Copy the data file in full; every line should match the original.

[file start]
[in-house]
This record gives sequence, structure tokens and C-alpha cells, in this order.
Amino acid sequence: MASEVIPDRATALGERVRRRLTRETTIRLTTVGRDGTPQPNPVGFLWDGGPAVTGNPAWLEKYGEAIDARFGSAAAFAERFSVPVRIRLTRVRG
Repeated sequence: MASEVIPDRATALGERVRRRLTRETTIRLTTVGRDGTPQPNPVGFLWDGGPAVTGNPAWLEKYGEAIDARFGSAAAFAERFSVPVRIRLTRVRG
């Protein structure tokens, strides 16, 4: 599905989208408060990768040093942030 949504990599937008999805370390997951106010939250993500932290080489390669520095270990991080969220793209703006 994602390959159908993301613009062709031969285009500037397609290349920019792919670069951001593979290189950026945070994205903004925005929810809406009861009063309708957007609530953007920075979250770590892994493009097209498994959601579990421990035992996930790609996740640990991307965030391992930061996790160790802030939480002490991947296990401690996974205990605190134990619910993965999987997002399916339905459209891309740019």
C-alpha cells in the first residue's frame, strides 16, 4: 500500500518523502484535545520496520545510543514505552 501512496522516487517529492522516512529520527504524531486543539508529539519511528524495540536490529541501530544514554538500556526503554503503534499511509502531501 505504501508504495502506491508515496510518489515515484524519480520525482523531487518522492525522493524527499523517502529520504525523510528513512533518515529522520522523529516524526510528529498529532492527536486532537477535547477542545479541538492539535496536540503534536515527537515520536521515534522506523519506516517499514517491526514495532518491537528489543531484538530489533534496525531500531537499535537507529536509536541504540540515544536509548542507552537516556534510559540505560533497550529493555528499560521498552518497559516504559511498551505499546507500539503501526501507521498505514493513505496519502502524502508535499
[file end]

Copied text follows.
[in-house]
This record gives sequence, structure tokens and C-alpha cells, in this order.
Amino acid sequence: MASEVIPDRATALGERVRRRLTRETTIRLTTVGRDGTPQPNPVGFLWDGGPAVTGNPAWLEKYGEAIDARFGSAAAFAERFSVPVRIRLTRVRG
Repeated sequence: MASEVIPDRATALGERVRRRLTRETTIRLTTVGRDGTPQPNPVGFLWDGGPAVTGNPAWLEKYGEAIDARFGSAAAFAERFSVPVRIRLTRVRG
């Protein structure tokens, strides 16, 4: 599905989208408060990768040093942030 949504990599937008999805370390997951106010939250993500932290080489390669520095270990991080969220793209703006 994602390959159908993301613009062709031969285009500037397609290349920019792919670069951001593979290189950026945070994205903004925005929810809406009861009063309708957007609530953007920075979250770590892994493009097209498994959601579990421990035992996930790609996740640990991307965030391992930061996790160790802030939480002490991947296990401690996974205990605190134990619910993965999987997002399916339905459209891309740019």
C-alpha cells in the first residue's frame, strides 16, 4: 500500500518523502484535545520496520545510543514505552 501512496522516487517529492522516512529520527504524531486543539508529539519511528524495540536490529541501530544514554538500556526503554503503534499511509502531501 505504501508504495502506491508515496510518489515515484524519480520525482523531487518522492525522493524527499523517502529520504525523510528513512533518515529522520522523529516524526510528529498529532492527536486532537477535547477542545479541538492539535496536540503534536515527537515520536521515534522506523519506516517499514517491526514495532518491537528489543531484538530489533534496525531500531537499535537507529536509536541504540540515544536509548542507552537516556534510559540505560533497550529493555528499560521498552518497559516504559511498551505499546507500539503501526501507521498505514493513505496519502502524502508535499